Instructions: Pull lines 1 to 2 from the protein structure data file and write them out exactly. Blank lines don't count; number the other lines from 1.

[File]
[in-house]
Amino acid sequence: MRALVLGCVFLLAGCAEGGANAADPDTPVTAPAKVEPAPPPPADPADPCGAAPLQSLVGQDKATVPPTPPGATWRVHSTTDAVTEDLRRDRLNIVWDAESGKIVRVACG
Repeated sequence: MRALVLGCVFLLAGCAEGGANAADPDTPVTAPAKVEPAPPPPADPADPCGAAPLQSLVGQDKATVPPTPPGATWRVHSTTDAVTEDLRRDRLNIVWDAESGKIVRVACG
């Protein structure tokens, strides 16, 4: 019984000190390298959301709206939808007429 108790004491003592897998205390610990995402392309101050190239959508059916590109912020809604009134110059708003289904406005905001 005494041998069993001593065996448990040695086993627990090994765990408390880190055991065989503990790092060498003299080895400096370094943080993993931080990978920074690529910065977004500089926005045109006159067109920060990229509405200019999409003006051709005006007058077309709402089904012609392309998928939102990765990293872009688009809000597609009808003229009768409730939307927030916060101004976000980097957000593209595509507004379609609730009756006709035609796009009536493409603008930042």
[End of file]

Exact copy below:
[in-house]
Amino acid sequence: MRALVLGCVFLLAGCAEGGANAADPDTPVTAPAKVEPAPPPPADPADPCGAAPLQSLVGQDKATVPPTPPGATWRVHSTTDAVTEDLRRDRLNIVWDAESGKIVRVACG